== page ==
As clouds of monarch butterflies migrate south for the winter, many of them pass through Houston, where a special program allows HISD students to provide nectar-rich flowers and milkweed to nourish them.
Twenty-one HISD schools are participating in the Monarch Heroes program this school year, allowing students to create monarch habitat gardens to reverse the decline of the species.
The two-year program is part of the National Wildlife Federation Eco-Schools USA Program, the nation’s largest comprehensive green school program.
While Sam Houston Math, Science, and Technology Center students made their way to classes Tuesday morning, the HISD Bond Oversight Committee strolled through the hallways to see the new school in action.
Led by Associate Principal Ryan Hutchings and HISD Construction Services Senior Manager Sizwe Lewis, the group made stops in the school’s dining commons, cosmetology, robotics and math labs, gymnasium, and auditorium.
The Bond Oversight Committee is an independent citizens’ committee tasked with monitoring the bond program, ensuring revenues are spent appropriately, and evaluating program risks and controls. The group meets quarterly.
The school spirit was palpable as the Sam Houston Math, Science, and Technology Center Mighty Tiger Marching Band played crowd-pumping music and the Tigerettes danced in fringed gold leotards with big bows fastened to their ponytails.
The performances were part of the school’s homecoming week festivities, which included a pep rally-style grand opening held to celebrate the new school and the impact it’s had on students, staff, and the community.
“Transitioning to this building has been a new beginning for everyone,” Sam Houston MSTC Senior Deann Mendoza said, noting that the new school changed her classmates’ attitudes. “The atmosphere here is different in a good way.”
When the air conditioning at Atherton Elementary School was running after hours, Direct Digital Control Field Technician Dustin Agnew headed to the campus to find out why.
Agnew first checked the master control panel and the variable-frequency drives, making sure everything was set to “auto.” He then went outside to inspect the chillers and quickly found the problem — both were running, but only one was supposed to be on.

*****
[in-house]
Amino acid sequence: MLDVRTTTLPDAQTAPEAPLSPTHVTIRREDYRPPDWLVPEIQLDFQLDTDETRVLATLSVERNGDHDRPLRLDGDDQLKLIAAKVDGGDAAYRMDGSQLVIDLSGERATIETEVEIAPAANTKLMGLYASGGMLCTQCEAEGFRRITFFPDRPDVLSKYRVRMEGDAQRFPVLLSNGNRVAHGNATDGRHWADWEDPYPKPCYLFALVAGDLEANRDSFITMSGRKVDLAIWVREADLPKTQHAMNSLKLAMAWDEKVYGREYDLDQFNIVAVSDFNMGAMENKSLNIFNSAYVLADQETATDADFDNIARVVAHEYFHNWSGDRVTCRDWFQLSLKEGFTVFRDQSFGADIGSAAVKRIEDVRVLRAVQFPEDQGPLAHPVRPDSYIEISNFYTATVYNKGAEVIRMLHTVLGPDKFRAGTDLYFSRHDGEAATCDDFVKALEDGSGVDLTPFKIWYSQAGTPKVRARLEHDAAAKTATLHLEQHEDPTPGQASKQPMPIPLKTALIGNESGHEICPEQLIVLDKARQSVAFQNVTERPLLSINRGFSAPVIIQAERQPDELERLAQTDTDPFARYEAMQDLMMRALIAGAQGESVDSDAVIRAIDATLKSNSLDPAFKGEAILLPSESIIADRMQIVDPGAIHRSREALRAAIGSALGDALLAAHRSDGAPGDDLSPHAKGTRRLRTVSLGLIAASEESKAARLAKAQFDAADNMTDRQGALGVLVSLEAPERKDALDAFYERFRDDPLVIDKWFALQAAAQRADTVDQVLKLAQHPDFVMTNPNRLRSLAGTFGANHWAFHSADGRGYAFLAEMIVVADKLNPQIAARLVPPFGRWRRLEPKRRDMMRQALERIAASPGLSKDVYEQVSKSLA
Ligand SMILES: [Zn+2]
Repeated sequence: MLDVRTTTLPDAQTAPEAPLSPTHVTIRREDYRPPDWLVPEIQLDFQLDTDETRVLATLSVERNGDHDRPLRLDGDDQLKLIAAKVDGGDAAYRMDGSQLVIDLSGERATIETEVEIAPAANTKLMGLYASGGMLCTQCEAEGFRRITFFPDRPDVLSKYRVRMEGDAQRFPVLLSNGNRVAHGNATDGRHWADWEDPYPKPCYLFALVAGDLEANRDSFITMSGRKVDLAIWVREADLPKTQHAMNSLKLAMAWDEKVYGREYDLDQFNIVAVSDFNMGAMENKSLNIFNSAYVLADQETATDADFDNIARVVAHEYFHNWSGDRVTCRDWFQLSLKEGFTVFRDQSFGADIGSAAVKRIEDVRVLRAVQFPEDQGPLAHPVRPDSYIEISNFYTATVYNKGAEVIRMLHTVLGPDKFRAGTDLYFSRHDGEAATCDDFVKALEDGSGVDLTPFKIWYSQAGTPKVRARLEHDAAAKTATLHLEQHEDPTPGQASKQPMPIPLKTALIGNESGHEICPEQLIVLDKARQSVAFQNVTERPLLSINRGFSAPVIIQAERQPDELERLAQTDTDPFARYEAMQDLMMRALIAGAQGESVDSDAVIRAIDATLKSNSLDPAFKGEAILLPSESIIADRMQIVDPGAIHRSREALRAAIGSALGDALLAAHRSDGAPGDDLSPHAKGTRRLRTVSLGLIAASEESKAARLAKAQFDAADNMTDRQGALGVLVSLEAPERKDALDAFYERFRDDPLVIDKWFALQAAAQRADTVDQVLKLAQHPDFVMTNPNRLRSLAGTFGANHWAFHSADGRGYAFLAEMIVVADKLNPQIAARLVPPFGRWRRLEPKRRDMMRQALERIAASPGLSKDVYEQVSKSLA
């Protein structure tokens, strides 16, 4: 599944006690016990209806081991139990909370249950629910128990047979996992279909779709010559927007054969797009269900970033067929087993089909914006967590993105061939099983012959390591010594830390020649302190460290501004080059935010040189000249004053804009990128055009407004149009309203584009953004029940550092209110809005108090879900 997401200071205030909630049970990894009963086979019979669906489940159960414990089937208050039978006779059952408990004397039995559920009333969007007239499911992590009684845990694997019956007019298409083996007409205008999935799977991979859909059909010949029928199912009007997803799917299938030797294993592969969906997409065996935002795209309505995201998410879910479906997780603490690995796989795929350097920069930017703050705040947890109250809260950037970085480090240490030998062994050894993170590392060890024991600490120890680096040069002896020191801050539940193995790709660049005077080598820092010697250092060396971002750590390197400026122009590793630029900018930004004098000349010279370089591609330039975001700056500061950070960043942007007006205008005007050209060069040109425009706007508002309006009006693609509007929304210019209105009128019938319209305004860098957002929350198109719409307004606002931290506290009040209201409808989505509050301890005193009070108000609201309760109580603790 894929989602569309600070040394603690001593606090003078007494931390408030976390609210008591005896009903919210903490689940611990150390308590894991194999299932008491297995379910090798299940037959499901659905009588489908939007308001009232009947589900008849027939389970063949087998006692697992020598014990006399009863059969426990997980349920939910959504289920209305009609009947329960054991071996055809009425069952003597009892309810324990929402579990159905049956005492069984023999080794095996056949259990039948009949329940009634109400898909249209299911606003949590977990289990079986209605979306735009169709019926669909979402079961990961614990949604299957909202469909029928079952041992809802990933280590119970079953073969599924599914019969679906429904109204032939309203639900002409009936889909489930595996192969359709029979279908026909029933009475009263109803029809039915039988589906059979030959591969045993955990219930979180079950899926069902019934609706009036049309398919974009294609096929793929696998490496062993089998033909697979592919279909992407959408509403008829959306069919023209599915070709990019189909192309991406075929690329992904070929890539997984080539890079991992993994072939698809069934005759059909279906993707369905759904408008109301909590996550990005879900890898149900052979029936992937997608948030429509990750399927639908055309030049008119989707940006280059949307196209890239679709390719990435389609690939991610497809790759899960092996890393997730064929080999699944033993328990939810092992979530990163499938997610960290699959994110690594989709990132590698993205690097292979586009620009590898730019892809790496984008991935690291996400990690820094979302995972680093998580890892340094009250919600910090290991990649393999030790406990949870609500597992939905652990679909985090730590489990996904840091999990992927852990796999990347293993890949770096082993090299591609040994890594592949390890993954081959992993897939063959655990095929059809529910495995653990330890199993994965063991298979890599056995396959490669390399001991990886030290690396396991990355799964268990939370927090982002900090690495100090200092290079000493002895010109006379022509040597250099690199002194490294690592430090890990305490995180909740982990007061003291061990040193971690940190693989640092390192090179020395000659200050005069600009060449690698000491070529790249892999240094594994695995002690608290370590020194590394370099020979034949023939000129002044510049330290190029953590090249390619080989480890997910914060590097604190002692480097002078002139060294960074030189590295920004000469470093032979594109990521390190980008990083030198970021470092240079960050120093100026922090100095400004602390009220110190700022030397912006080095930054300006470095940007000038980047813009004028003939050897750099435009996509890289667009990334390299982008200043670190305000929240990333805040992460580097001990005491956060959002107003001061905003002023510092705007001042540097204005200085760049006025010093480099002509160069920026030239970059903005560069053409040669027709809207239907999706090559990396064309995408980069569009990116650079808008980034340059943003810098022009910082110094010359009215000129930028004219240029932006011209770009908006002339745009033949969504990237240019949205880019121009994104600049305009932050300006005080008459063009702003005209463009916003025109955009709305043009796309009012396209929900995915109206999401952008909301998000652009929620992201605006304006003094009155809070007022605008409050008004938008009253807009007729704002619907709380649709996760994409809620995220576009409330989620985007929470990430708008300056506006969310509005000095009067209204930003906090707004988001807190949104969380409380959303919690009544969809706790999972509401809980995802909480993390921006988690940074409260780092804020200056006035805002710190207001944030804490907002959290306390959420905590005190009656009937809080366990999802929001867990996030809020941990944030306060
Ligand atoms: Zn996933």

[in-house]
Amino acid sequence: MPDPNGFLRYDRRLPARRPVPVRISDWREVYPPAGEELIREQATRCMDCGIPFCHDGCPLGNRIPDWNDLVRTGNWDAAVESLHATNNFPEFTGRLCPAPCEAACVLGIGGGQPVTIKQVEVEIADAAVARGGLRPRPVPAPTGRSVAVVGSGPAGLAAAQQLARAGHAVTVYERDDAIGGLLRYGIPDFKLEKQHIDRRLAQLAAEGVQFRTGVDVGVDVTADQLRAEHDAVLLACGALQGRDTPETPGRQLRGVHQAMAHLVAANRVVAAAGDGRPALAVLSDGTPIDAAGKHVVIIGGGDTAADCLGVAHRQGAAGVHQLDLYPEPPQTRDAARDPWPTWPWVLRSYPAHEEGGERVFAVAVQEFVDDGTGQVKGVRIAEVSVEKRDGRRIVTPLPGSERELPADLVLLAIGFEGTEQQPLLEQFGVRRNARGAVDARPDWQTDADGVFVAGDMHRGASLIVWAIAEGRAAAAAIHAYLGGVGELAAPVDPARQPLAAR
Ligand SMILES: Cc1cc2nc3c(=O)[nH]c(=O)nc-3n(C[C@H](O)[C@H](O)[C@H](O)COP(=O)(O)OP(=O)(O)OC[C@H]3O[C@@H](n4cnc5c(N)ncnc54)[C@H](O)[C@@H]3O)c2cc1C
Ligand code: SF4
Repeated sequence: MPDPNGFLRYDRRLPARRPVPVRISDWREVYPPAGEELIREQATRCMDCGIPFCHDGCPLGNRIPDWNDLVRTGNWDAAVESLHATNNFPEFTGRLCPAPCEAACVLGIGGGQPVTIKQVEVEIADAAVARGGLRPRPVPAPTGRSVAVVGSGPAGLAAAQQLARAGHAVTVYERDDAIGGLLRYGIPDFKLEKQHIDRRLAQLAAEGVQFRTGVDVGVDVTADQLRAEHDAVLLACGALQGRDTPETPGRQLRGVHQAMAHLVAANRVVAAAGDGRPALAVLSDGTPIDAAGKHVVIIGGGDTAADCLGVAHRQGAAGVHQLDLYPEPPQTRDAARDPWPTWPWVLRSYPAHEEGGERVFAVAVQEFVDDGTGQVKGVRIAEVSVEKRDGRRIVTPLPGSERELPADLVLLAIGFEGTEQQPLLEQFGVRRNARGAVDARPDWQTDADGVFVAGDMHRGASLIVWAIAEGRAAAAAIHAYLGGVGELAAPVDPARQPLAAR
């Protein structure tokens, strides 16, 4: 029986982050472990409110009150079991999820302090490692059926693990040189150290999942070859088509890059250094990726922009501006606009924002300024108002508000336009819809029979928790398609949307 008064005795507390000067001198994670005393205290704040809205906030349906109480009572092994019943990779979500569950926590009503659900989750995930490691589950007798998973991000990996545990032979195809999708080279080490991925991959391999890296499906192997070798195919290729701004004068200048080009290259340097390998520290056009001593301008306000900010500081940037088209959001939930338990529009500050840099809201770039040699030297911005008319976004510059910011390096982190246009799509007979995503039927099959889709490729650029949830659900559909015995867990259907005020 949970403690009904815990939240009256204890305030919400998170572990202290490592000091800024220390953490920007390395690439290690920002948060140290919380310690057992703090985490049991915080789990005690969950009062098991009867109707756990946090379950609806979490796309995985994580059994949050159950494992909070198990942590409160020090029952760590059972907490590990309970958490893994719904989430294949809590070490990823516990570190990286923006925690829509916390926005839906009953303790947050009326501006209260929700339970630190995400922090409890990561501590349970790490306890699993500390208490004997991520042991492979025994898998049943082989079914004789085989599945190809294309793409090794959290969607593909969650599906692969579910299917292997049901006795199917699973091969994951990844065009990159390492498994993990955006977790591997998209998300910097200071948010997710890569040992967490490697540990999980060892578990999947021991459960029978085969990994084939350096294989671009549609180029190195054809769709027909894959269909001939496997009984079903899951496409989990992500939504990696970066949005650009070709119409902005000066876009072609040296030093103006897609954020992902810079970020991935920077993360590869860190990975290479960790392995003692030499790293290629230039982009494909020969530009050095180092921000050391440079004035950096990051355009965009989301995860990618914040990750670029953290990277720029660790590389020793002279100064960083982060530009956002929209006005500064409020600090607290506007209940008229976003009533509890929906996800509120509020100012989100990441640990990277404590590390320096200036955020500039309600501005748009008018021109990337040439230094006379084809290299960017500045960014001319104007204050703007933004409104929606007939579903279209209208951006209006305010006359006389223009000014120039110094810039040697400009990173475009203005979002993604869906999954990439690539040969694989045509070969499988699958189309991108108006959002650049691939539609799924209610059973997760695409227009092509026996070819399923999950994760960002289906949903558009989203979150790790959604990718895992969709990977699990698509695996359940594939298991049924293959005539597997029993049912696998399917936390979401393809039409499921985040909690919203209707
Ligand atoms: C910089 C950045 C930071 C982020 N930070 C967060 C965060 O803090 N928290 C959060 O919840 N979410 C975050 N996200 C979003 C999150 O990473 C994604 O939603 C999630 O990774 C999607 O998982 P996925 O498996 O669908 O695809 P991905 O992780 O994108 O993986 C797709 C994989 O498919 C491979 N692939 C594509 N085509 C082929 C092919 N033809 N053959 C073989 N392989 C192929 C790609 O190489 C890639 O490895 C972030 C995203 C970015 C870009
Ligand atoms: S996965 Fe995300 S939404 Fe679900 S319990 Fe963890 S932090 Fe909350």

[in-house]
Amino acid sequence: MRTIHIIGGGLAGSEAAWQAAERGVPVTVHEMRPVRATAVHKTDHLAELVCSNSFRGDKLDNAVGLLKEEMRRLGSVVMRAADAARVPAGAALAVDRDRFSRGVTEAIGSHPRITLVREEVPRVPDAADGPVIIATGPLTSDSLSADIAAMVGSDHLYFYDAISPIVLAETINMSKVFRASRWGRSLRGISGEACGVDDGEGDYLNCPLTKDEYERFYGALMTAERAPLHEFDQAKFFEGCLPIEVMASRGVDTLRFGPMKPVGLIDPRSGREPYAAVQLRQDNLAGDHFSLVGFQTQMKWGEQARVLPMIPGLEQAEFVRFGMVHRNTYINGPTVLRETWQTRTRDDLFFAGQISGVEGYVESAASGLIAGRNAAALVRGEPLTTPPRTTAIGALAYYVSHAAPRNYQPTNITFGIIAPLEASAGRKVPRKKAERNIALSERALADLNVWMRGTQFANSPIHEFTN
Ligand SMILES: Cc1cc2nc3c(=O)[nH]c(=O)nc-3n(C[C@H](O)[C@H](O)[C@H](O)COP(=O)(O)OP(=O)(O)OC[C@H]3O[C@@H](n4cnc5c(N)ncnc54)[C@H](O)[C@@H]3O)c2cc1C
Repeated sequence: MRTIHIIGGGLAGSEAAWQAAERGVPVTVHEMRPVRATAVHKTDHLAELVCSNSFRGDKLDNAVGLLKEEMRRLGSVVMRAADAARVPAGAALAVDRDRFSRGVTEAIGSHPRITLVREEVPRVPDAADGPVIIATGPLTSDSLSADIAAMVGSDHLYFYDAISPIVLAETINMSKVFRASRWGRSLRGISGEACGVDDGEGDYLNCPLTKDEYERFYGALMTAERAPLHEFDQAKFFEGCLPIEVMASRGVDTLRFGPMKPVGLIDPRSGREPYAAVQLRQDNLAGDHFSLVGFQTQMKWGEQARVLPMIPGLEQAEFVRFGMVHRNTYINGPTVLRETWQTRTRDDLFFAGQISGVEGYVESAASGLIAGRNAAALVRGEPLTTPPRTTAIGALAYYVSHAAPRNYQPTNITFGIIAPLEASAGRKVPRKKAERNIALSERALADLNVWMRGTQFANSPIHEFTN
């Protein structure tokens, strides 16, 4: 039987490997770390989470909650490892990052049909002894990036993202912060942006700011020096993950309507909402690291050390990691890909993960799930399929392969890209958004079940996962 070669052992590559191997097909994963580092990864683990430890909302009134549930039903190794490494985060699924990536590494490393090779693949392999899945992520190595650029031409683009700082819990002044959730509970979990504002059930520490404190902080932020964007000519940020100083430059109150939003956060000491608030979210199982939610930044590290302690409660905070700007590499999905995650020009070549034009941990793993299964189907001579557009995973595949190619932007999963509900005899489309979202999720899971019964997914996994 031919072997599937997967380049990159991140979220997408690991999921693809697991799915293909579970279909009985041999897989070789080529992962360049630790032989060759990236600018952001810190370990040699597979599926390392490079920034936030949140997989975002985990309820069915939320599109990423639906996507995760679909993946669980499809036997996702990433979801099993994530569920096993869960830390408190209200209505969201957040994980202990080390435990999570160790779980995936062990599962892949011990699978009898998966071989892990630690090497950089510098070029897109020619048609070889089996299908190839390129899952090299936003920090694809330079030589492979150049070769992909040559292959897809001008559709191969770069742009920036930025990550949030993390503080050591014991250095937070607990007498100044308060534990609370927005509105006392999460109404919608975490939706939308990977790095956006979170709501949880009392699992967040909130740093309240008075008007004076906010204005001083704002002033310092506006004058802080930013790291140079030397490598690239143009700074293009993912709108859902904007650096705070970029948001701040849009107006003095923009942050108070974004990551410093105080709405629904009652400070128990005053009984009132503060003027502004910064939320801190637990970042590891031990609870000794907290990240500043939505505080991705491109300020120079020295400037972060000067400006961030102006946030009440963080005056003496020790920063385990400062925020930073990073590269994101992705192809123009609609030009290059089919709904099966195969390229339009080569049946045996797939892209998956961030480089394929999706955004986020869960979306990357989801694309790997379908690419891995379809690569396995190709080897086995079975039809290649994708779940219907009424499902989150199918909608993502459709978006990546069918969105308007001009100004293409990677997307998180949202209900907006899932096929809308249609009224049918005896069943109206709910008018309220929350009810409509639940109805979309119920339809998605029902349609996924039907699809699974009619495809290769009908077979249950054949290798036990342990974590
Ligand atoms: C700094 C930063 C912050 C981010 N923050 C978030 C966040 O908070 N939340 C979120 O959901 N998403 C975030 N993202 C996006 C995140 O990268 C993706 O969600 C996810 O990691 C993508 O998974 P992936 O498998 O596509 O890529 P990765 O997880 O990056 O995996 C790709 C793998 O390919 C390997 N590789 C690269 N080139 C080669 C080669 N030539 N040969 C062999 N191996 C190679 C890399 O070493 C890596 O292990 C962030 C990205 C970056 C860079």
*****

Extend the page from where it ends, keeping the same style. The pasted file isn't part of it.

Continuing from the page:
“I enjoy figuring out what’s wrong, because it could be so many different elements,” he said.
Transportation Services is conducting a comprehensive review of bus ridership at schools with high transportation eligibility to identify opportunities for route consolidation and increased efficiency.
The review is focused on 15 schools with low ridership, despite having a high volume of students who are eligible for transportation and have been assigned routes.
Transportation Services General Manager John Wilcots IV explained that requests for transportation are often at their highest at the start of the school year. Once a request is made and the student is found to be eligible, the department is required to assign that student to a route and stop — even if they end up choosing not to ride the bus.
Two schools built under the 2012 Bond Program have been recognized as outstanding projects by Learning by Design magazine.
Madison and Westbury high schools were included in the Fall 2019 edition of the magazine, which is a premier source for education design innovation and excellence. The magazine assembled a panel of six architects and education administrators to review projects from across the nation.
“It’s an honor to have Madison and Westbury high schools selected as outstanding projects by Learning by Design,” General Manager of Facilities Design Dan Bankhead said. “The two projects have provided students with modern learning spaces to support their academic efforts and we’re pleased that the work that went into these schools has been recognized by such a distinguished panel and notable publication.”
As Bastian Elementary School students filed out onto the green campus lawn, two adventurous boys quickly claimed their garden bed and took turns prodding the large brown mushrooms growing along the side.
Nestled alongside each other, the first- and second-graders paid careful attention as they were taught about garden safety and tools that can be used in a garden, like trowels, shovels, wheelbarrows, watering cans, water hoses, and even gloves.
The duo was participating in a new student garden pilot program launched in October and designed to help students understand the importance of food literacy and living a healthy lifestyle.
Transportation Services is strengthening its focus on student and driver safety with the implementation of a new practice to address student conduct concerns on the bus.
The practice, which is being implemented this fall, addresses the procedures that bus drivers and Transportation Services leadership must follow when student conduct issues arise.
The new policy requires drivers to complete a Student Conduct Form and submit it to their terminal manager when a student incident — such as eating and drinking, fighting, or defacing the bus — occurs.